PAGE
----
Continued my nutrition certification. I’ve been working through an online program by Precision Nutrition. I could care less about the certification - I just want to be able to serve my clients better. When I initially set up my schedule for the course, I blocked off time on Fridays to go through that week’s chapter. But, similarly to my content creation habit, I’ve found that it works better for me to do a little bit each morning Monday-Friday instead of trying to digest all that information in one sitting.
What I learned:
Follow up relentlessly with referrals. A few weeks ago one of my existing clients spoke with his brother about doing my program and sent me his brother’s info so that I could get in touch. This is obviously the best type of lead you could get because they’ve already been pre-sold on your coaching. But when I sent the brother a text message offering to hop on a call, I didn’t hear back. The next day, I sent him an email saying the same thing (in case he had forgotten to respond to the text). I didn’t hear back. So yesterday I finally just gave him a call and was able to get through. He apologized for not getting back to me and we scheduled a strategy session for next week. It’s a good reminder: when you don’t hear back from someone, it doesn’t necessarily mean that they’re not interested. You may just need to reach out one more time or in a different way.
What I’ll focus on next:
Create success stories. Out of the seven clients I got during the Founding Client Challenge (see above), five of them are going to be working with me in a group coaching format and two of them will work with me 1:1. The benefit to doing this is that I can test which delivery method is most efficient and which one gets the best results. You might assume that 1:1 is the most effective and the least efficient, but I haven’t always found that to be the case. You’ve got to test your program structure before you settle on the best delivery method. I’m also going to test the coaching software I use to deliver my workouts and nutrition coaching (some people will use my existing software and other people will use this new one I’m trying out*).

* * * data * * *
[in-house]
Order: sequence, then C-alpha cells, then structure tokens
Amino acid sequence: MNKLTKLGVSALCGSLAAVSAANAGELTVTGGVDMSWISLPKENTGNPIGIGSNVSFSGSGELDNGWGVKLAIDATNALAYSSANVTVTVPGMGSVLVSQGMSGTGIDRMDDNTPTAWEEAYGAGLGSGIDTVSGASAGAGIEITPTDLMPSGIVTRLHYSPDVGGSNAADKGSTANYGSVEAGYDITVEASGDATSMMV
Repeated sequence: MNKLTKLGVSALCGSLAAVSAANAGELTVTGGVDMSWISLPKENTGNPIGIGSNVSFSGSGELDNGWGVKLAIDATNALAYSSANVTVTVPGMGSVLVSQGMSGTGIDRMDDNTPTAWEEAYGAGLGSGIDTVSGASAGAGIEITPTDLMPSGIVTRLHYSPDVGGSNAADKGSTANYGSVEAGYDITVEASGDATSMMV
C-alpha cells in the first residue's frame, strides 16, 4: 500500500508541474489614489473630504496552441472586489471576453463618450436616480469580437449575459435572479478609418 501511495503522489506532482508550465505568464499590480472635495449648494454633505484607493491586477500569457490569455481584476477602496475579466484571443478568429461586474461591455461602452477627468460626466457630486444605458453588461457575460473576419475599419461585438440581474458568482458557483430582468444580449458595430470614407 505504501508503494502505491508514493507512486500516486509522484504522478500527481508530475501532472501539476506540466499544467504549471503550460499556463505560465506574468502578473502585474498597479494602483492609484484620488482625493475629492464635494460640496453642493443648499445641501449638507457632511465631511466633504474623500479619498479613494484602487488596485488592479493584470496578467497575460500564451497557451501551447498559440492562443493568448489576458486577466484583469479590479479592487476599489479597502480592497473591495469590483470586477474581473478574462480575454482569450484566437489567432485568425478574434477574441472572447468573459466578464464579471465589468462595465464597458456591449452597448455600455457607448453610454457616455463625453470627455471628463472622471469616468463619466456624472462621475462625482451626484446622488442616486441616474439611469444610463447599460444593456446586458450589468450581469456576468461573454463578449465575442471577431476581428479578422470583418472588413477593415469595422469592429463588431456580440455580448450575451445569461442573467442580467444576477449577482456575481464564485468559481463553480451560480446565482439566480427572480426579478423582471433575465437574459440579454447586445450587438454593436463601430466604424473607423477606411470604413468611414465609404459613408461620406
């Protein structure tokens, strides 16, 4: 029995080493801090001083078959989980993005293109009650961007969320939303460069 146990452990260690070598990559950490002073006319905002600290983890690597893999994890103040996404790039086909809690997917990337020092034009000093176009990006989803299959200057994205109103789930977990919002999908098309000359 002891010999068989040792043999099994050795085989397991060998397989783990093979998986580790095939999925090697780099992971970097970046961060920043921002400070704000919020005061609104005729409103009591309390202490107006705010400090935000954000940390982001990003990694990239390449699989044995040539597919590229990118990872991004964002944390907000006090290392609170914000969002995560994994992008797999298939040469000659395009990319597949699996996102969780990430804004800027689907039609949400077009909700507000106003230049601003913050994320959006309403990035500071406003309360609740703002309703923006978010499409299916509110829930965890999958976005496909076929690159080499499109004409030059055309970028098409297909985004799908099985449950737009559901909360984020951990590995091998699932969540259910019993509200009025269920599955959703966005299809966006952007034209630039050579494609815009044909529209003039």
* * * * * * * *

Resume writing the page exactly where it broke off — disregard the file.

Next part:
Get more traffic to my site: It’s all well and good to grow your social media audience, but at the end of the day you want to have people on your email list. Here’s why: when you build a business based on social media, you have to continue posting content regularly and hoping that the Facebook or Instagram algorithm doesn’t change. But when you have articles on your blog and guest posts on other sites that people find organically every day, and then those people sign up for your email list, it’s much easier to make sales and create passive income. This is how I was able to do $7,061 in online course sales at gregfaxon.com last month without putting in any time or effort. I already have the traffic sources and sales funnels set up. So now the mission is to figure out how I can do the same with with enoughfitness.com.
*A star indicates an affiliate link. This means that if you purchase paid versions of the product/service listed, I receive a small amount of compensation. It won't cost you anything extra (in some cases you'll actually get a discount), but it will help support the free work I do here on my website. I only recommend resources I've personally used and believe in.